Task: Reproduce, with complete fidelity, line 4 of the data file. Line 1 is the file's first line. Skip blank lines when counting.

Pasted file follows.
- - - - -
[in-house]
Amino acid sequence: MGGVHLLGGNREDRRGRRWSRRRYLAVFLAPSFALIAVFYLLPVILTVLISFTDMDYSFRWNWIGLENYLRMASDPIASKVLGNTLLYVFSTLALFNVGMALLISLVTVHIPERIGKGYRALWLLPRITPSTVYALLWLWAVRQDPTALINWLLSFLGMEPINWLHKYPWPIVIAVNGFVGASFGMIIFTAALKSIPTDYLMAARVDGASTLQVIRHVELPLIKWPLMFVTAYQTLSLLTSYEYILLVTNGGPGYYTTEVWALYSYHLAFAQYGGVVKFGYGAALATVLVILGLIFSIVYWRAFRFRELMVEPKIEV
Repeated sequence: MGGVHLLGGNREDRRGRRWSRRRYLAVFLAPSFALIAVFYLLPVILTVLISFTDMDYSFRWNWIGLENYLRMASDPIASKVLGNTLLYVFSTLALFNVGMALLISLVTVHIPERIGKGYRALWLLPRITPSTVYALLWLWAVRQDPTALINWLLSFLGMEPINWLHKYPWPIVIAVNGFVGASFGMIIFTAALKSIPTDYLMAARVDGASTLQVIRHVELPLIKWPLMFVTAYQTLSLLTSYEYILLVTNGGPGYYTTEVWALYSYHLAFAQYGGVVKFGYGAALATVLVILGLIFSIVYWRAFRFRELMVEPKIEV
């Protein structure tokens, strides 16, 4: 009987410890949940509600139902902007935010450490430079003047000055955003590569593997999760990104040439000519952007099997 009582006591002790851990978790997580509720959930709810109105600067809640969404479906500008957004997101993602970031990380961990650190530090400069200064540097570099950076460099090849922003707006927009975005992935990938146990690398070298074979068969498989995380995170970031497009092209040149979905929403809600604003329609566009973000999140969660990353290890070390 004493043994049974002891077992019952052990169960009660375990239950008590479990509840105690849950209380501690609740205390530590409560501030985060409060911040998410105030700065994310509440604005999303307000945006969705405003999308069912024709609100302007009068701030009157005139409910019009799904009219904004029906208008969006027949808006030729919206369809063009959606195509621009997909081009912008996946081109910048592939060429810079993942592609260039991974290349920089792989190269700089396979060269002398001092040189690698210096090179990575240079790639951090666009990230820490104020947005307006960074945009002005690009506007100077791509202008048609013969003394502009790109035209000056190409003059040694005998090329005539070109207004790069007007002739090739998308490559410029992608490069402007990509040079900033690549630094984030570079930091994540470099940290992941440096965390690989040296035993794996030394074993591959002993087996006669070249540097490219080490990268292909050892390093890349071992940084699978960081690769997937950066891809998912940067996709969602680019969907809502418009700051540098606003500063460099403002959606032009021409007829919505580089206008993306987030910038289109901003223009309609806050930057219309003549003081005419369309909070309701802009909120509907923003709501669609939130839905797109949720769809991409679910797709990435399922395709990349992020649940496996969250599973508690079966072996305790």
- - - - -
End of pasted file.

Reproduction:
């Protein structure tokens, strides 16, 4: 009987410890949940509600139902902007935010450490430079003047000055955003590569593997999760990104040439000519952007099997 009582006591002790851990978790997580509720959930709810109105600067809640969404479906500008957004997101993602970031990380961990650190530090400069200064540097570099950076460099090849922003707006927009975005992935990938146990690398070298074979068969498989995380995170970031497009092209040149979905929403809600604003329609566009973000999140969660990353290890070390 004493043994049974002891077992019952052990169960009660375990239950008590479990509840105690849950209380501690609740205390530590409560501030985060409060911040998410105030700065994310509440604005999303307000945006969705405003999308069912024709609100302007009068701030009157005139409910019009799904009219904004029906208008969006027949808006030729919206369809063009959606195509621009997909081009912008996946081109910048592939060429810079993942592609260039991974290349920089792989190269700089396979060269002398001092040189690698210096090179990575240079790639951090666009990230820490104020947005307006960074945009002005690009506007100077791509202008048609013969003394502009790109035209000056190409003059040694005998090329005539070109207004790069007007002739090739998308490559410029992608490069402007990509040079900033690549630094984030570079930091994540470099940290992941440096965390690989040296035993794996030394074993591959002993087996006669070249540097490219080490990268292909050892390093890349071992940084699978960081690769997937950066891809998912940067996709969602680019969907809502418009700051540098606003500063460099403002959606032009021409007829919505580089206008993306987030910038289109901003223009309609806050930057219309003549003081005419369309909070309701802009909120509907923003709501669609939130839905797109949720769809991409679910797709990435399922395709990349992020649940496996969250599973508690079966072996305790």